However, Indonesia’s dependence on natural resources such as coal, oil, and gas for exports is a concern. In 2022, Indonesia’s exports are expected to reach $212 billion, while imports are estimated to be around $211 billion. By managing these resources effectively, Indonesia can potentially attract investments from other countries, even neighbouring ones. This could further strengthen its economy, which is already bigger than those of Thailand, Malaysia, and the Philippines.


2nd semester student

In simple terms, GDP (Gross Domestic Product) is an economic indicator that adds up all the values of products or services produced in a country within a specific period. The government usually uses it to make decisions on taxes and policies that affect the economy. Indonesia has abundant natural resources such as oil, gold, coal, natural gas, copper, and others. Using the GDP formula (GDP = C + I + G + (X-M), where C is personal consumption, I stands for investment, G represents government spending, and (X-M) is net exports, I can assume from the data I collected that Indonesia’s GDP from natural resources from 1970-2020 had an average of 9.47%, with a low of 2.61% in 201€ and a high of 33.49% in 1979. The most recent statistic from 2020 is 2.76%. In comparison, the 2020 global average based on 183 nations is 4.64 percent. Additionally, based on the graph, Indonesia has the highest GDP in billion dollars compared to other countries such as Vietnam, Singapore, and Malaysia.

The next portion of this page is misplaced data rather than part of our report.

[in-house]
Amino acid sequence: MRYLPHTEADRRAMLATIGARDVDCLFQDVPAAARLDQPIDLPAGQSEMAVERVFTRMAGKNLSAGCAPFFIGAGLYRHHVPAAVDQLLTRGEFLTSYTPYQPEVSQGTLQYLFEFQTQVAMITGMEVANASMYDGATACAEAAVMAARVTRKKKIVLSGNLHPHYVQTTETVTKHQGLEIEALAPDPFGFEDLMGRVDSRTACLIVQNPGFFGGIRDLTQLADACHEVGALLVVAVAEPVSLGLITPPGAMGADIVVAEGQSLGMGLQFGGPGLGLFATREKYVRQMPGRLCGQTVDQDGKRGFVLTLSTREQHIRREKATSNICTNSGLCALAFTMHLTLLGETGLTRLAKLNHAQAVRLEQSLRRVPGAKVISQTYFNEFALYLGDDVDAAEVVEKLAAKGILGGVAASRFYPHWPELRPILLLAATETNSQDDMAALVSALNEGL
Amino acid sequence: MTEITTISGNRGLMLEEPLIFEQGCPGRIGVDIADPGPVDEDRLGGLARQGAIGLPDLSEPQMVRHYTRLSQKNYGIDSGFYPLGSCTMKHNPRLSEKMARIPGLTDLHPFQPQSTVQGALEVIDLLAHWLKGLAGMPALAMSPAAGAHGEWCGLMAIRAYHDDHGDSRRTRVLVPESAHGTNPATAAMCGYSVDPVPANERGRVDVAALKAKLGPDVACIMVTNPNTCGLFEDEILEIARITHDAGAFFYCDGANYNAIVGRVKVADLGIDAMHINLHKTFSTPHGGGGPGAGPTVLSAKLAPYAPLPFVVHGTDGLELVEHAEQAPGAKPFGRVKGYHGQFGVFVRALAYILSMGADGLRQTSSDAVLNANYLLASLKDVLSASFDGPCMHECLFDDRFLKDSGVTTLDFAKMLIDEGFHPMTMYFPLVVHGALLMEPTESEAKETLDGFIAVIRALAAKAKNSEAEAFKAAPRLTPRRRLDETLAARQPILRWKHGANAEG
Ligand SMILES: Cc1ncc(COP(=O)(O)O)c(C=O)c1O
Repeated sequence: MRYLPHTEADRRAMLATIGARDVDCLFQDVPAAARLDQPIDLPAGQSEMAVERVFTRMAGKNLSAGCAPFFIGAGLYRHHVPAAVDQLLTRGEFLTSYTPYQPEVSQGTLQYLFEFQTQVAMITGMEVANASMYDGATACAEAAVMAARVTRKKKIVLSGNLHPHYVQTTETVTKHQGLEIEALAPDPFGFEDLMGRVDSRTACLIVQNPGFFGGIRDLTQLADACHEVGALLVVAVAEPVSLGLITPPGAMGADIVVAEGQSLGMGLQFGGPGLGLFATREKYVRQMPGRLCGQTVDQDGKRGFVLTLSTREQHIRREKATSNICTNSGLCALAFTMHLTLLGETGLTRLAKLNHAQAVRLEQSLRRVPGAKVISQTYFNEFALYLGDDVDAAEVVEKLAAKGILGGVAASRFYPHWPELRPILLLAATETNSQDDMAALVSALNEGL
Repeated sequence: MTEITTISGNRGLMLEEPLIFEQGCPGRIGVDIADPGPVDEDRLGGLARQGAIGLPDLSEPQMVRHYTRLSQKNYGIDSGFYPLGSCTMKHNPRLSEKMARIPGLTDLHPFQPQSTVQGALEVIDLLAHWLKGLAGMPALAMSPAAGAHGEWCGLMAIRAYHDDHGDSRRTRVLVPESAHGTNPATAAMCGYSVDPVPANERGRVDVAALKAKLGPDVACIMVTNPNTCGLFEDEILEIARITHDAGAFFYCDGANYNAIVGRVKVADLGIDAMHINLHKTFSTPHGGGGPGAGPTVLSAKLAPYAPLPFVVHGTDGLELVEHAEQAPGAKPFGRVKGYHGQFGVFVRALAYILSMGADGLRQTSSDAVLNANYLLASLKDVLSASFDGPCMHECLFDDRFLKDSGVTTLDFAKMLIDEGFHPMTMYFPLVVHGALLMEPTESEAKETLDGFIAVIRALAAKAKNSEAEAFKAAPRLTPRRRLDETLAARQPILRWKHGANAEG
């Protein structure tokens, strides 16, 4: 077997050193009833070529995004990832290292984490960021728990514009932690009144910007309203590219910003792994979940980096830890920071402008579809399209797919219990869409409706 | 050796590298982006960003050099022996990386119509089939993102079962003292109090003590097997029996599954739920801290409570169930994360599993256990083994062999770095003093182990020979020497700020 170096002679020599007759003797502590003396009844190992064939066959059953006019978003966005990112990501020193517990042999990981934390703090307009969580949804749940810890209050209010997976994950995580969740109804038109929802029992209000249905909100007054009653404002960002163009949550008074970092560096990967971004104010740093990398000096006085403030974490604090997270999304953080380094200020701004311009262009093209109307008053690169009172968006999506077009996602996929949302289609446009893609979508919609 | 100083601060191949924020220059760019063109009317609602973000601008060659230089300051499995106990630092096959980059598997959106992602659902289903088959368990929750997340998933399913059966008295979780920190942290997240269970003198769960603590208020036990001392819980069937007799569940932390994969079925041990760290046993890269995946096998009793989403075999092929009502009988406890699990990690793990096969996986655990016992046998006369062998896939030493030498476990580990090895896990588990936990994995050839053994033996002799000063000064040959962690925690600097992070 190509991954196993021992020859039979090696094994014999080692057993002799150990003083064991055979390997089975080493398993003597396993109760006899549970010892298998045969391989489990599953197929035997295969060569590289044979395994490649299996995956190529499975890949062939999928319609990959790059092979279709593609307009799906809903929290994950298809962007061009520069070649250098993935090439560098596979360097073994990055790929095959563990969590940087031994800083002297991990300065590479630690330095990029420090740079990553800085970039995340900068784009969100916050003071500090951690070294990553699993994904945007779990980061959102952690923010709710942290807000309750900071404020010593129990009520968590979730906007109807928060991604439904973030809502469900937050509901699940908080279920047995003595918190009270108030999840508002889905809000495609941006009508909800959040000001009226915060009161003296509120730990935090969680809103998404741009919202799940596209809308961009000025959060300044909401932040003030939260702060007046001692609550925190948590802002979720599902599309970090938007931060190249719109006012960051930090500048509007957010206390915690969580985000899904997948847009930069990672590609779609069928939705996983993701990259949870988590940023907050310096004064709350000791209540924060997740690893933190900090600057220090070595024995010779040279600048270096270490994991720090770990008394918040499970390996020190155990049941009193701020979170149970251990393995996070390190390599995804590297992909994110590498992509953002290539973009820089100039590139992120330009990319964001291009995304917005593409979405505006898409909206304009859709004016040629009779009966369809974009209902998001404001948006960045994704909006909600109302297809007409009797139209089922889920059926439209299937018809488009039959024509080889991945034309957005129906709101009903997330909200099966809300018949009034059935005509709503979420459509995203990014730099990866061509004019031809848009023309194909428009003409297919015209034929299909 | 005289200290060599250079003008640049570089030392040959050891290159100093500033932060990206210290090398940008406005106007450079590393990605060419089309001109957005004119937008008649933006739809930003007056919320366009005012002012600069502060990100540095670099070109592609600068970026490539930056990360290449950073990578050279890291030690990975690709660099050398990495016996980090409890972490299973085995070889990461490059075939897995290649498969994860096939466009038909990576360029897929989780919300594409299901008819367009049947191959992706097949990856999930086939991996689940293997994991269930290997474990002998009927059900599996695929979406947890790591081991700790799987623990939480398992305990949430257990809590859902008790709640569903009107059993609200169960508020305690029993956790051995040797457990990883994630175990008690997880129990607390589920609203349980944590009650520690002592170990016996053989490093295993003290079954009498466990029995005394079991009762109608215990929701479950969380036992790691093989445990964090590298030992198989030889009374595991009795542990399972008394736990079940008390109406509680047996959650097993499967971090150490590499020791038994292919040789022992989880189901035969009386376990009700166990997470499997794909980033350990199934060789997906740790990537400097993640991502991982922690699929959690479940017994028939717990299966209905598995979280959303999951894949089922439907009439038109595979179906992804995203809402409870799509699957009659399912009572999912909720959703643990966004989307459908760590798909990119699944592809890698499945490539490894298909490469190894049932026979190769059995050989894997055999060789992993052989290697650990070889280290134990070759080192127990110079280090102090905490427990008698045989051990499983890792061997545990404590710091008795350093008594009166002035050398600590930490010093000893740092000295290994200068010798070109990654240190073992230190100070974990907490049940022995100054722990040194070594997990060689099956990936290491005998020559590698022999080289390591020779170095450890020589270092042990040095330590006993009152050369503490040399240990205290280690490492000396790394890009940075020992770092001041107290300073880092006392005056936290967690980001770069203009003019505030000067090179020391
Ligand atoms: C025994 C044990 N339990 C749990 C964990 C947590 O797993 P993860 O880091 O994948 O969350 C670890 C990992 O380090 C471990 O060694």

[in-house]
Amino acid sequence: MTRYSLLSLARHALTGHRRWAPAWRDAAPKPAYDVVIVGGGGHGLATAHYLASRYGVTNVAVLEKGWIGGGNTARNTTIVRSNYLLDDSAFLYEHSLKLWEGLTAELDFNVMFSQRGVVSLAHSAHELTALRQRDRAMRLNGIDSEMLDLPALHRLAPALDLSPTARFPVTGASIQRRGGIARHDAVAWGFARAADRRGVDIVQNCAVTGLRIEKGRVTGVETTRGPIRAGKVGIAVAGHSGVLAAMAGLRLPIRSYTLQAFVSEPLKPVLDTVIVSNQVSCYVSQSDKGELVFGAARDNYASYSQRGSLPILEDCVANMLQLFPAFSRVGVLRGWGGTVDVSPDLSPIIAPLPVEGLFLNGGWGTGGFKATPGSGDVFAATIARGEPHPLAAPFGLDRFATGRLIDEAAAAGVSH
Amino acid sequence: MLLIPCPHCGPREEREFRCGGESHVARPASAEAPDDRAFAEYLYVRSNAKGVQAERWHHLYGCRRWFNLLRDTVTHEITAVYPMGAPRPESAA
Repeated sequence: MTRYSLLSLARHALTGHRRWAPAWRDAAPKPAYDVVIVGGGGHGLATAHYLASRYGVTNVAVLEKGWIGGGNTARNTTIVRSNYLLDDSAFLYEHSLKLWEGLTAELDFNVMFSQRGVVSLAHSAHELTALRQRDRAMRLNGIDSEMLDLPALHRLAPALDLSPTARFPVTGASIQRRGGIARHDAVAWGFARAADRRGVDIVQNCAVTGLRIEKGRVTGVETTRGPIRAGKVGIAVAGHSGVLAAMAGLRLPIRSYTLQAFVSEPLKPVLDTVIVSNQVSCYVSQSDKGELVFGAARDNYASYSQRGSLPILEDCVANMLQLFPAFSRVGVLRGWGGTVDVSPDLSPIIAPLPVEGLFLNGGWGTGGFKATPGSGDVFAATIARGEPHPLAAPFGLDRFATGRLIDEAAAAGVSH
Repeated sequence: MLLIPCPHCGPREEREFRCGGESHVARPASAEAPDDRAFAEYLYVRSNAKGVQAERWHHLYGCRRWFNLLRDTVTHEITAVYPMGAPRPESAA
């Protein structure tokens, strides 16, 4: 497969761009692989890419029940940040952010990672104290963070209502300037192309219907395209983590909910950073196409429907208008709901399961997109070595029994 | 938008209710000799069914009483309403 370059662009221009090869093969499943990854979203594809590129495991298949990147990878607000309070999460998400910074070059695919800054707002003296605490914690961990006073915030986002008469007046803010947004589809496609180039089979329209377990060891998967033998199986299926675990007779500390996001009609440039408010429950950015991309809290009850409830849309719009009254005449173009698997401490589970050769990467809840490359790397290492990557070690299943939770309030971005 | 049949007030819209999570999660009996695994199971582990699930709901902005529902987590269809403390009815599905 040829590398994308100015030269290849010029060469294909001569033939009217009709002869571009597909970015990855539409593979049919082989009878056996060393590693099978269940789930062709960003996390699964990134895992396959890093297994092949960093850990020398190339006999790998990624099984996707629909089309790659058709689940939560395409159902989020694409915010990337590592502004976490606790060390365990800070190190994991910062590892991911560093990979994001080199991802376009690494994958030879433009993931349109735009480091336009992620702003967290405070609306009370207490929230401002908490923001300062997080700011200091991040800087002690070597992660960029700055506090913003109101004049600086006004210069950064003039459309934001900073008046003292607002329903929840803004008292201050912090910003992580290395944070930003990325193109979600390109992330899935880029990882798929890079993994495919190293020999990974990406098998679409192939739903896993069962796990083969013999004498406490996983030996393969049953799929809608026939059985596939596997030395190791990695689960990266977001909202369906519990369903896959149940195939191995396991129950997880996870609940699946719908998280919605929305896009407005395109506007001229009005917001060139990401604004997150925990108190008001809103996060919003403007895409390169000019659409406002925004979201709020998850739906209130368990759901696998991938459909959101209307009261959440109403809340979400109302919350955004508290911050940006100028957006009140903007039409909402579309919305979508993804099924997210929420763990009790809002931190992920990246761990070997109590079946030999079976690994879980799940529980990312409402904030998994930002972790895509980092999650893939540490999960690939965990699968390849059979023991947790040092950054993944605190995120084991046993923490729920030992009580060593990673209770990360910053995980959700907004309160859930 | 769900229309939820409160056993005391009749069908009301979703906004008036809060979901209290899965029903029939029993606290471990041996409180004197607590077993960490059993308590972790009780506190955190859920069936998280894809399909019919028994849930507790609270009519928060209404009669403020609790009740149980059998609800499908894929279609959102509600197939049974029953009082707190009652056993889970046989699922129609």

Overall, since natural resources have greatly contributed to Indonesia’s GDP, the country has attempted to diversify its economy and reduce its reliance on commodity exports. The government has implemented measures to encourage investment in manufacturing, services, and infrastructure and improve the business environment. The goal is that these actions will lead to long-term economic growth and development.

Sheny Moon

2nd semester student

The World Bank predicts that Indonesia’s GDP will reach $1.1 trillion in 2021, cementing its position as a key player in global commerce and markets. However, the COVID-19 pandemic has had a noticeable impact on the country’s GDP growth rate, which fell from 5.0% in 2019 to 2.2% in 2020 before rebounding to 4.4% in 2021. Indonesia’s GDP is calculated using the formula GDP = C + I + G + (X-M), where C represents consumption, I is an investment, G denotes government expenditure, and (X-M) is net exports. Historically, net exports have dragged down growth in Indonesia, while consumption and investment have contributed the most to GDP.